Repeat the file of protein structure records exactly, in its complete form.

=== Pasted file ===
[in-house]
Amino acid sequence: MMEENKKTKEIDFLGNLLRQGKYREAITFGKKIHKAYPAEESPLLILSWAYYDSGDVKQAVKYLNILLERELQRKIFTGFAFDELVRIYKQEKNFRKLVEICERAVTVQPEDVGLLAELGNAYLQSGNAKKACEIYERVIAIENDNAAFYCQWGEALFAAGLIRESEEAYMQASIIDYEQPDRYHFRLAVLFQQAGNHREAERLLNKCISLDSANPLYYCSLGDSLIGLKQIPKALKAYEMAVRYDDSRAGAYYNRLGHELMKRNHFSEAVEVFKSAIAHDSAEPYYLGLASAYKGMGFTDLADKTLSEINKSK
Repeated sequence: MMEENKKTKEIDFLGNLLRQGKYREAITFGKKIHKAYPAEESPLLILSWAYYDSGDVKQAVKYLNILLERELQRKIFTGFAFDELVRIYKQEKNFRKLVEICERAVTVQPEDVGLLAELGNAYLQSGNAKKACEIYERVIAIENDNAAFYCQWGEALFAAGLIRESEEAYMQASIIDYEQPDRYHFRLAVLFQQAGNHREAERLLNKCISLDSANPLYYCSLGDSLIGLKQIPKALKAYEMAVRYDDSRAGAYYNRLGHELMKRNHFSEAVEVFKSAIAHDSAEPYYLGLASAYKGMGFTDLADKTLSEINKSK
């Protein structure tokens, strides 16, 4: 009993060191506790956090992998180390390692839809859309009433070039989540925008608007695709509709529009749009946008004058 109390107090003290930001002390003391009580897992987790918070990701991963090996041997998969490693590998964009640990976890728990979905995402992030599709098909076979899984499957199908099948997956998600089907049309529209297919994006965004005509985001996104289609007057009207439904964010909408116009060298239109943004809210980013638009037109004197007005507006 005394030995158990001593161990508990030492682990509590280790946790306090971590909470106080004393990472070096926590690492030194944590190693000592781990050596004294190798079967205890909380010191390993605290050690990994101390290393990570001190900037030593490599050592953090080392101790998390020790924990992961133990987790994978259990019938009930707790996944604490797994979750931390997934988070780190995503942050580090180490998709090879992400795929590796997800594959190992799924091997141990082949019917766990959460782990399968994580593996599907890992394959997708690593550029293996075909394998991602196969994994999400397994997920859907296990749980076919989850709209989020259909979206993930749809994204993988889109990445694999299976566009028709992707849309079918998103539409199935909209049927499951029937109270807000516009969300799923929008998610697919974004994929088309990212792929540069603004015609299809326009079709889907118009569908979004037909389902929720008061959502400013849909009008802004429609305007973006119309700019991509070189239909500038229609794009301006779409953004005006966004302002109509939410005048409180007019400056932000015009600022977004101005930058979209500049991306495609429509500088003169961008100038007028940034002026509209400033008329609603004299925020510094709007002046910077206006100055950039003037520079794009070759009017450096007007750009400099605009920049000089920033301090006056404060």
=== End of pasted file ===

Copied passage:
[in-house]
Amino acid sequence: MMEENKKTKEIDFLGNLLRQGKYREAITFGKKIHKAYPAEESPLLILSWAYYDSGDVKQAVKYLNILLERELQRKIFTGFAFDELVRIYKQEKNFRKLVEICERAVTVQPEDVGLLAELGNAYLQSGNAKKACEIYERVIAIENDNAAFYCQWGEALFAAGLIRESEEAYMQASIIDYEQPDRYHFRLAVLFQQAGNHREAERLLNKCISLDSANPLYYCSLGDSLIGLKQIPKALKAYEMAVRYDDSRAGAYYNRLGHELMKRNHFSEAVEVFKSAIAHDSAEPYYLGLASAYKGMGFTDLADKTLSEINKSK
Repeated sequence: MMEENKKTKEIDFLGNLLRQGKYREAITFGKKIHKAYPAEESPLLILSWAYYDSGDVKQAVKYLNILLERELQRKIFTGFAFDELVRIYKQEKNFRKLVEICERAVTVQPEDVGLLAELGNAYLQSGNAKKACEIYERVIAIENDNAAFYCQWGEALFAAGLIRESEEAYMQASIIDYEQPDRYHFRLAVLFQQAGNHREAERLLNKCISLDSANPLYYCSLGDSLIGLKQIPKALKAYEMAVRYDDSRAGAYYNRLGHELMKRNHFSEAVEVFKSAIAHDSAEPYYLGLASAYKGMGFTDLADKTLSEINKSK
């Protein structure tokens, strides 16, 4: 009993060191506790956090992998180390390692839809859309009433070039989540925008608007695709509709529009749009946008004058 109390107090003290930001002390003391009580897992987790918070990701991963090996041997998969490693590998964009640990976890728990979905995402992030599709098909076979899984499957199908099948997956998600089907049309529209297919994006965004005509985001996104289609007057009207439904964010909408116009060298239109943004809210980013638009037109004197007005507006 005394030995158990001593161990508990030492682990509590280790946790306090971590909470106080004393990472070096926590690492030194944590190693000592781990050596004294190798079967205890909380010191390993605290050690990994101390290393990570001190900037030593490599050592953090080392101790998390020790924990992961133990987790994978259990019938009930707790996944604490797994979750931390997934988070780190995503942050580090180490998709090879992400795929590796997800594959190992799924091997141990082949019917766990959460782990399968994580593996599907890992394959997708690593550029293996075909394998991602196969994994999400397994997920859907296990749980076919989850709209989020259909979206993930749809994204993988889109990445694999299976566009028709992707849309079918998103539409199935909209049927499951029937109270807000516009969300799923929008998610697919974004994929088309990212792929540069603004015609299809326009079709889907118009569908979004037909389902929720008061959502400013849909009008802004429609305007973006119309700019991509070189239909500038229609794009301006779409953004005006966004302002109509939410005048409180007019400056932000015009600022977004101005930058979209500049991306495609429509500088003169961008100038007028940034002026509209400033008329609603004299925020510094709007002046910077206006100055950039003037520079794009070759009017450096007007750009400099605009920049000089920033301090006056404060």